An out-of-control spacecraft is drifting in the geostationary orbit threatening to damage operational satellites

Failed satellite threatens to wreak havoc in geostationary orbit

A failed Russian satellite tumbling uncontrollably in space is threatening to damage operating spacecraft in geostationary orbit.

The Yamal-201 communications satellite owned by Gazprom Satellite Systems used to provide direct to home television in Russia, but was hit by a string of technical problems in early June. After its transponder stopped operating and all communication was lost, speculations appeared that the 11-year old spacecraft, expected to be retired next year, had completely failed.

However, Gazprom Space Systems hasn't officially commented on the situation.

According to a source familiar with the situation, the now dead spacecraft is tumbling in space, slowly slipping westwards from its orbital position at 90 degrees of eastern longitude and would eventually reach an area at about 75 degrees East that is populated with geostationary satellites of global operators.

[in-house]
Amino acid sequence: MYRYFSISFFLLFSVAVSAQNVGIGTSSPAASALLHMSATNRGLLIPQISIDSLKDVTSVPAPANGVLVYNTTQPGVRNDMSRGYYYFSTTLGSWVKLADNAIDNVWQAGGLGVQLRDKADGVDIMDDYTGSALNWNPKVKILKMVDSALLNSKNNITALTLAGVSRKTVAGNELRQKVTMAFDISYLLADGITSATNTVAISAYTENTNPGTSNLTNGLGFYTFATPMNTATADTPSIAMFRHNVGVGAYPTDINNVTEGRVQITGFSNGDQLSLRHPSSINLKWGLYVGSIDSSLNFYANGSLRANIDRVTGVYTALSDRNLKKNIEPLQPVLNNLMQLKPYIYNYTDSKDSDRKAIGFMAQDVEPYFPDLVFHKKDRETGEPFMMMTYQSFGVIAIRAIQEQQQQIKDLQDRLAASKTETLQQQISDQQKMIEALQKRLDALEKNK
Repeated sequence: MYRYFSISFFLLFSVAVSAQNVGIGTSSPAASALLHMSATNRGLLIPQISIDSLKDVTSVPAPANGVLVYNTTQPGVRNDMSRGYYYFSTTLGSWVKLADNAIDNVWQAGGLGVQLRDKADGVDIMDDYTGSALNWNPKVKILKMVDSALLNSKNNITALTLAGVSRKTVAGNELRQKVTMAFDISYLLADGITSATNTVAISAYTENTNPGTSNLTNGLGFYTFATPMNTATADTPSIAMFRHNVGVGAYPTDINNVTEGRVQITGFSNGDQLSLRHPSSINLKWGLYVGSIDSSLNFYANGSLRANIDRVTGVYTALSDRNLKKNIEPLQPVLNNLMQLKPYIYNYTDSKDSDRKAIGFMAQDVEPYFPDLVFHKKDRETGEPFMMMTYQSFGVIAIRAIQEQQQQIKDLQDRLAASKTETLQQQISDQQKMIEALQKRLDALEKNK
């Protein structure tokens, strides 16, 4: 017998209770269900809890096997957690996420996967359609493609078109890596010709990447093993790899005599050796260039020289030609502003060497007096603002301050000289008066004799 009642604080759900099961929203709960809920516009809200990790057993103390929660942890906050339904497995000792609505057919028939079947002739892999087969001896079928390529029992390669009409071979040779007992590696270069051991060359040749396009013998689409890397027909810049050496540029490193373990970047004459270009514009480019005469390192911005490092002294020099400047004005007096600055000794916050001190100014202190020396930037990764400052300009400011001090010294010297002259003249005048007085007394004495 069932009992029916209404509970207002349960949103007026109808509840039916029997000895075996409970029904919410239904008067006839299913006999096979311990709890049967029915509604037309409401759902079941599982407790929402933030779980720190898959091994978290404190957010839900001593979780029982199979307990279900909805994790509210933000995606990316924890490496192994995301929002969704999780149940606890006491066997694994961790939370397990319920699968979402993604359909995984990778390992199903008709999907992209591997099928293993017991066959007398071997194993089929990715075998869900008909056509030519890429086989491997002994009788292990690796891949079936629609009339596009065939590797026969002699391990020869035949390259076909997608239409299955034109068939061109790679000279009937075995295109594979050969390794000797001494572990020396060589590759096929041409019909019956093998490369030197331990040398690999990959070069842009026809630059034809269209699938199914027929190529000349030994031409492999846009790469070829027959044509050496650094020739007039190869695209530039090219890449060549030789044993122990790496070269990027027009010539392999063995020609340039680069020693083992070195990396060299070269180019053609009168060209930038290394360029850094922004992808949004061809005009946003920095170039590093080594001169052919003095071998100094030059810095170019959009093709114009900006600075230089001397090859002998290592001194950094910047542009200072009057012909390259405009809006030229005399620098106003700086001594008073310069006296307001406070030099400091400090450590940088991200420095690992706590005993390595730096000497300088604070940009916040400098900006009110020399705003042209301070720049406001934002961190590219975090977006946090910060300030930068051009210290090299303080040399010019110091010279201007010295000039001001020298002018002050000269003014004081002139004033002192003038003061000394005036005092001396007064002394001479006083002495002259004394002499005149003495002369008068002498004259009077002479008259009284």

Among companies who have their satellites in the area at risk is Thailand’s Thaicom, India’s communications and weather satellite INSAT-2E and satellites of European satellite communications companies Intelsat and Inmarsat.

According to the E&T source, the unresponsive satellite drifts about 0.025 degrees per day. It will therefore take about 400 days before it reaches the critical zone, meaning spacecraft operators will have enough time to figure out how to protect their assets.

The situation bears certain resemblance to the catastrophic 2009 collision between an operational US satellite owned by Iridium and dead Russian military communications satellite Cosmos. The incident resulted in complete destruction of both satellites, creating about a thousand dangerous fragments that remained circling the Earth at high velocities. The Iridium - Cosmos collision highlighted the importance of introducing policies to tackle the intensifying issue of space debris.

In the case of satellites in the busy geostationary ring, operators usually seek to raise spacecraft at the end of their life time to the so called graveyard orbit few hundred kilometres above the geostationary orbit.

Such a measure is enough to protect operating spacecraft from possible damage caused by out-of-control spacecraft.

The Yamal 201 satellite was manufactured by Russia’s aerospace company Energia and launched in 2003. Shortly after the spacecraft’s failure in June, the controllers switched off its transponders and moved customers to other satellites operating as part of the Gazprom Space System’s fleet.

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